IRS Shares COVID-19 Red Flags for Bank SARs

The IRS assembled a list of red flags regarding COVID-19 related programs like the Economic Impact Payments (EIP) and the CARES Act. The current list is available below.

Economic Impact Payments (EIP) based questionable/fraudulent or red flag activities:

Multiple direct deposits of EIP into the same account, particularly when the amounts of the checks are the same or approximately the same (e.g., $1,200 or $2,400)

Deposits of multiple paper checks into the same bank account, particularly when the amounts of the checks are the same or approximately the same (e.g., $1,200 or $2,400)

Cashing of multiple emergency assistance checks by the same individual

Deposits of one or more emergency assistance checks, when the accountholder is a business and the payee/endorser is an individual other than the accountholder

Opening of a new account with an emergency assistance check, where the name of the potential accountholder is different from that of the depositor of the check

Individual accounts opened within the last 60 days receiving multiple US Treasury checks or direct deposits from the US Treasury

Rapid transfers of funds that consolidate deposits -or- large subsequent counter withdrawals in cash -or- serial ATM withdrawals for the maximum allowable amount -or- large amounts of funds withdrawn in the form of cash back at retail establishments using prepaid debit cards from individual accounts receiving COVID-19 assistance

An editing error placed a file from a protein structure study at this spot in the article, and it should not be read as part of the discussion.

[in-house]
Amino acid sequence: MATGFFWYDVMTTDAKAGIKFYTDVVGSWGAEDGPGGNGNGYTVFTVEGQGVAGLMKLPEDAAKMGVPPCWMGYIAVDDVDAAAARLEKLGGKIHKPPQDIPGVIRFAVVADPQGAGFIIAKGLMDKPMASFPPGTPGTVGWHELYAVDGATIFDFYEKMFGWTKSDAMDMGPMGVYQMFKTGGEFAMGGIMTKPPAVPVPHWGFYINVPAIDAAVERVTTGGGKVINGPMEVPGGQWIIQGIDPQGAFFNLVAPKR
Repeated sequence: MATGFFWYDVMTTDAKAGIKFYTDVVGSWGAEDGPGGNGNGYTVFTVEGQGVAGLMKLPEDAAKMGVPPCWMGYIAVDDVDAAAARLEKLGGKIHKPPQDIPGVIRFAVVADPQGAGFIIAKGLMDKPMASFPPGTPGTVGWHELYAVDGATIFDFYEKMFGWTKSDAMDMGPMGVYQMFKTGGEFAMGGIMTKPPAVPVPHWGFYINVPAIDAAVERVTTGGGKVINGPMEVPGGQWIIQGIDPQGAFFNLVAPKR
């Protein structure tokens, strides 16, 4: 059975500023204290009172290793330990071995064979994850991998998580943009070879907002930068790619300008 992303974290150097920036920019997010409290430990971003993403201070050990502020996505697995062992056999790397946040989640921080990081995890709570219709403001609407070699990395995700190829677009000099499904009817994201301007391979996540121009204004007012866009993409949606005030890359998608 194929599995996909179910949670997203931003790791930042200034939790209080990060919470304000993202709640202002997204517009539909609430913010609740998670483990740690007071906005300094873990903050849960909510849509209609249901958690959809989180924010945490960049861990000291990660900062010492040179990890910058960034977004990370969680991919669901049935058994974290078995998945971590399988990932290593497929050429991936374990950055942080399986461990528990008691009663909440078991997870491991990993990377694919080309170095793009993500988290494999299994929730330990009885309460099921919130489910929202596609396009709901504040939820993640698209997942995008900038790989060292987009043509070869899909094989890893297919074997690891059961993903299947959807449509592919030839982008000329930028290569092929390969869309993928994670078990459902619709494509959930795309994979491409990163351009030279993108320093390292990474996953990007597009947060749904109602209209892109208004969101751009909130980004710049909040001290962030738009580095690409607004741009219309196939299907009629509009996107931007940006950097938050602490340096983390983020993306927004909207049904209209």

Other tax relief under the CARES Act questionable/fraudulent or red flag activities:

Opening of a new business account to receive a direct deposit of assistance funds or apply for a loan

The business does not appear to have a lengthy history (e.g., established within the last few months), a physical presence or address, or an Employer Identification Number

The business displays some discrepancies with the address, or it is located in a high-risk jurisdiction or an area that is not usually associated with the merchandise they are selling

The business has an unclear business model and it is difficult to determine the true nature of the company and its operations.

The business is receiving payroll protection relief without history of payroll activity

The business receives a payment/credit from Treasury in addition to a loan from SBA – businesses can be eligible for only one

Deposit to the business is solely from CARES act assistance

Additional red flags to look out for:

Customers could be victims of account takeover after their identity is stolen

Customer provides a document that appears to be a check from the U.S. Treasury, often in an amount less than the expected EIP, with instructions to contact the fraudulent government agency, via a phone number or online, to verify personal information in order to receive the entire benefit

The customer’s personal bank account starts to receive transactions that do not fit his or her history of typical transactions, including overseas transactions, When asked about the changes in transactions, the customer declines requests for “know your customer” documents or inquiries regarding sources of funds, and may mention COVID-19, relief work, or a “work-from-home” opportunity

The customer purchases large amounts of convertible virtual currency (CVC) or engages in fiat currency transactions

The customer opens accounts in his or her name at multiple banks so he or she may receive money from various individuals/businesses and then move the money to other accounts, as specified by the customer’s fraudulent “employer”

By, Eric Skrum